Although fixation of tissues using glutaraldehyde and formaldehyde have been a mainstay of numerous processes and procedures (i.e. histologic processing, etc.) related to medical practice in the past and present, inducing tissue cross-linking in the patient [Therapeutic Tissue Cross-linking (TXL)], for treating human disease, is novel. The rapid growth throughout the world of CXL (riboflavin photochemistry) in treating keratoconus (KC) and post-LASIK keratectasias (LASIK=Laser-Assisted in situ Keratomileusis) is proving that in vivo tissue cross-linking is possible and can be beneficial from a patient care standpoint. As good as it is, CXL has limitations, especially the need for debridement of the corneal epithelium (painful, infection risk, delayed healing, haze) and the use of ultraviolet (UV) light (with potential damage to the lens and retina, and even cancer risk). Our long-term goal is to develop therapies for human diseases through the use of in vivo therapeutic tissue cross-linking and to understand how enzymatic cross-linking contributes to the development of disease, specifically in KC. The overall objective of this particular application is to develop a nw treatment for corneal thinning diseases that will serve as a springboard for the development of similar treatments in other diseases (such as sclera in myopia, etc.). Formaldehyde releasing agents (FARs) are a promising group of chemical compounds, used widespread by the cosmetics industry as chemical preservatives in personal care products (PCPs). These FARs can be used for an alternative purpose, namely as therapeutic tissue cross-linking agents. The following aims will be pursued: 1. Using an ex vivo corneal cross-linking simulation set up that evaluates both cell toxicity and tissue fixation, establish optimal conditions for therapeutic corneal tissue cross-linking using FARs. 2. To test the hypothesis that topically applied FARs can induce corneal cross-linking in a safe and effective manner in the living eye. 3. To utilize analytical chemical methods (LC/MS and MALDI-TOF) to quantitate enzymatic collagen cross-links in keratoconus corneas and identify biomarkers of the induced cross-linking reactions (CXL and FARs). It is anticipated that these aims will yield: 1) A safe and effective method for inducing tissue cross- linking as a therapy for KC that leaves the epithelium intact and does not require use of UV light. 2) A deeper understanding of the role of enzymatic cross-linking in the pathogenesis of keratoconus as well as the development of new biomarkers for the therapeutic cross-linking reactions. Having the ability to cross-link the cornea using a topical cross-linking agent will open the door to applying this method to the treatment of other diseases in which mechanical tissue failure plays a role, including the sclera in progressive myopia.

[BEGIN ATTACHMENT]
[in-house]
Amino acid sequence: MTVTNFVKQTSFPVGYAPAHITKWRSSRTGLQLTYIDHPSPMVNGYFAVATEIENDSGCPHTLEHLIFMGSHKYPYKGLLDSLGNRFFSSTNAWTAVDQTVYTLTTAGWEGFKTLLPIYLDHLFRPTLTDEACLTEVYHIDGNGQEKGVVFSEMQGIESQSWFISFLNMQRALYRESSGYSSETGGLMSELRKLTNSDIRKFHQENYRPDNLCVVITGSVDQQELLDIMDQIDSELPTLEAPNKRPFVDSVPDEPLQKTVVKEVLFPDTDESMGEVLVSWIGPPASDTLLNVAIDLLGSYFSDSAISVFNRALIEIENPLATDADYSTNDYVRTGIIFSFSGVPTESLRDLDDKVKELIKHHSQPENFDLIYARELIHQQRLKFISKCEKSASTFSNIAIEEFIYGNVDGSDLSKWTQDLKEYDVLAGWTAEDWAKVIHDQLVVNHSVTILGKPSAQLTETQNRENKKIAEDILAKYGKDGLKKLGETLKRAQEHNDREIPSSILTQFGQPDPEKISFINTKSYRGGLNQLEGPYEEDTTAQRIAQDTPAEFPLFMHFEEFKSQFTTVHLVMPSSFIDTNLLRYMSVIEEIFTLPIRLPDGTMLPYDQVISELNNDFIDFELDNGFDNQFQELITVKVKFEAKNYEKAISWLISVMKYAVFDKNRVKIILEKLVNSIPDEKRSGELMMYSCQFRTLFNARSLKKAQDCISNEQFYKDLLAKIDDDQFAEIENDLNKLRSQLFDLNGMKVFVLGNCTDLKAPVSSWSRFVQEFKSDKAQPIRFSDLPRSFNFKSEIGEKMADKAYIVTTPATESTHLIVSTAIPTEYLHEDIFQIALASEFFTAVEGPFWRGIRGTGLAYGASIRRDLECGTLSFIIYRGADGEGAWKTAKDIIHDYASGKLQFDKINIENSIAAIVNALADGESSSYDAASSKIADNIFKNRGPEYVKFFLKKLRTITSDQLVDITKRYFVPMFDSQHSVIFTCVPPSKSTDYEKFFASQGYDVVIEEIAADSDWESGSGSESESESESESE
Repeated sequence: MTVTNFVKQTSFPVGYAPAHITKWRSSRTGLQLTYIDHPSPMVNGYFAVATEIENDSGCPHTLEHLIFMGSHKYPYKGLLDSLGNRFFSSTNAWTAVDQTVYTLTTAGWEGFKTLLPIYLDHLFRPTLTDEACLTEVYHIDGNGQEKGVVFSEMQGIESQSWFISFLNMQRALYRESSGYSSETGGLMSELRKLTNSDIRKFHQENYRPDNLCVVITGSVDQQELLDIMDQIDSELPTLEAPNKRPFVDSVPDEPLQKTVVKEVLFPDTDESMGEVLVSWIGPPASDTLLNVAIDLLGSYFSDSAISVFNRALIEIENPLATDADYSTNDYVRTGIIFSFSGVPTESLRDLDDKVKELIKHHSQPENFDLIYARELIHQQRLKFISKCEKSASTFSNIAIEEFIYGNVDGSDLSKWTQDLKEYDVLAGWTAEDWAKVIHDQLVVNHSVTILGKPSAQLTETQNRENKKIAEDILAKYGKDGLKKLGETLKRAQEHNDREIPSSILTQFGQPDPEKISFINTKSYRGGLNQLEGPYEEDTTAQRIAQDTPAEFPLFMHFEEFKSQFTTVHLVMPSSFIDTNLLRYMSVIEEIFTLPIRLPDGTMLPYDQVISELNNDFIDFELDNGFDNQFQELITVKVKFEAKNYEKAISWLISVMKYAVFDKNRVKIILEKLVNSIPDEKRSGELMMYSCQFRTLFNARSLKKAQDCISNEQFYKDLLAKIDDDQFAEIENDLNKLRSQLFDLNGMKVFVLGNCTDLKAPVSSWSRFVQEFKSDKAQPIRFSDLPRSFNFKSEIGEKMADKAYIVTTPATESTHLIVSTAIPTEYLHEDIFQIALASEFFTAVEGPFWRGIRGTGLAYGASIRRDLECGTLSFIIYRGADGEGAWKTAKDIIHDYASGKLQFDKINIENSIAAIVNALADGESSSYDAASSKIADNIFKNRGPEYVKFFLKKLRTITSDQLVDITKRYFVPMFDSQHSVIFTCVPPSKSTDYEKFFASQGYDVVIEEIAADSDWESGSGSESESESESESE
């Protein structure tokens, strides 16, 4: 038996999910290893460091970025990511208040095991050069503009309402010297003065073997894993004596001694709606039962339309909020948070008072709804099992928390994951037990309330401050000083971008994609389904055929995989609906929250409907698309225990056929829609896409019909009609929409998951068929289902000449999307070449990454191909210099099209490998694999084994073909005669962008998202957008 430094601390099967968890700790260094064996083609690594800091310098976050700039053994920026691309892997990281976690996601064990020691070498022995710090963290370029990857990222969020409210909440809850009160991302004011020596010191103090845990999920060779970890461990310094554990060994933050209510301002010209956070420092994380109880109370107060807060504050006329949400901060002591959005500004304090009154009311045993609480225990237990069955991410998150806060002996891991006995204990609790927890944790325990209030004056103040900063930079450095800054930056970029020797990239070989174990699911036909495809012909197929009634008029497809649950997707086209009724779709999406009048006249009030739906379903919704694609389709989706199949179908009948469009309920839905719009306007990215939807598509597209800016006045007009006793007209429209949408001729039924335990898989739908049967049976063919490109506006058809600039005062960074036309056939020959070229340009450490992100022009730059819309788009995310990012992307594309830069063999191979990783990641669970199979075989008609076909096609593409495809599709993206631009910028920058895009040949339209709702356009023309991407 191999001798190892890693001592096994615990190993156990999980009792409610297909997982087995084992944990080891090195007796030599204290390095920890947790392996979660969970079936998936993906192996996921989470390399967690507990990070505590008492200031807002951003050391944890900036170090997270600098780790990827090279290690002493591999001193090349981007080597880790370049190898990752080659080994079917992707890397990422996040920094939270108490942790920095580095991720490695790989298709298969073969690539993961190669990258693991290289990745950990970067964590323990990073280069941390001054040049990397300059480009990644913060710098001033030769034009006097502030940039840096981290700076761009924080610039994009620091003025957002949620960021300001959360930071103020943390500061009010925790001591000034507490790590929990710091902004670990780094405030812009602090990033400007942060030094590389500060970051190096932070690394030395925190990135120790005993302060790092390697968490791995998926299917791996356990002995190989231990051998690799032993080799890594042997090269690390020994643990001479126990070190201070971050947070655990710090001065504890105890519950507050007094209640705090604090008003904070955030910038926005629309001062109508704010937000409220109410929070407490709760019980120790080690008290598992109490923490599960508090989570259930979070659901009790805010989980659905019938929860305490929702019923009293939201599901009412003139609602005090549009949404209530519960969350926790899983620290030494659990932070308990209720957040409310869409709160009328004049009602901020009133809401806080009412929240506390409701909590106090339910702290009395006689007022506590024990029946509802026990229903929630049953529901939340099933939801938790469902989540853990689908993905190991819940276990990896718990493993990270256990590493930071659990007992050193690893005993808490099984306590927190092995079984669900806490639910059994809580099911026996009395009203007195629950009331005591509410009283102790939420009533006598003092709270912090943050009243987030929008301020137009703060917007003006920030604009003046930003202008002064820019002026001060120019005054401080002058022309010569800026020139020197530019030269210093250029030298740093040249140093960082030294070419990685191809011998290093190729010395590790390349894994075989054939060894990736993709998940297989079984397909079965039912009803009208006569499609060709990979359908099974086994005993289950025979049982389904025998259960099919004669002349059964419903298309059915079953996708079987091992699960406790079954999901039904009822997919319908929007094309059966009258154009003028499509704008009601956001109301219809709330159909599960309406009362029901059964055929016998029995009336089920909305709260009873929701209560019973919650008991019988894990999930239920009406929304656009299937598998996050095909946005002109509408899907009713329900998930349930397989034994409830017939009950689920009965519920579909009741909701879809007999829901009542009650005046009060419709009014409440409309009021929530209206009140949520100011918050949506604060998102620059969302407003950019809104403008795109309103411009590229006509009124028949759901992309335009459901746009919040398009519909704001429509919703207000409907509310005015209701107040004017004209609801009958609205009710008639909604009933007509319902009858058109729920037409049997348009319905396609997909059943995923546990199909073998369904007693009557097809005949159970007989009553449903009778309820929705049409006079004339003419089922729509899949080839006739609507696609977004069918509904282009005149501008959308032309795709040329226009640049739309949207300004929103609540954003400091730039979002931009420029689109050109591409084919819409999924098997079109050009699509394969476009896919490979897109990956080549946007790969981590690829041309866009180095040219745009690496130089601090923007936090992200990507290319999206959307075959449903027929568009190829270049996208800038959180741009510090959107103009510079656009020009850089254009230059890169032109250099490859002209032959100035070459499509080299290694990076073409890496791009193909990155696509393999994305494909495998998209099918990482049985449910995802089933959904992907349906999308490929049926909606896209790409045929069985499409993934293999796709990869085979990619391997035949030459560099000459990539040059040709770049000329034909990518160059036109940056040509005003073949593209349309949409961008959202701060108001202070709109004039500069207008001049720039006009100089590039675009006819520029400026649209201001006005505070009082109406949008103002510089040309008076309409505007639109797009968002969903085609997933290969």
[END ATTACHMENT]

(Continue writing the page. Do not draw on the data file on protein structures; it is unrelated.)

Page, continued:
Public Health Relevance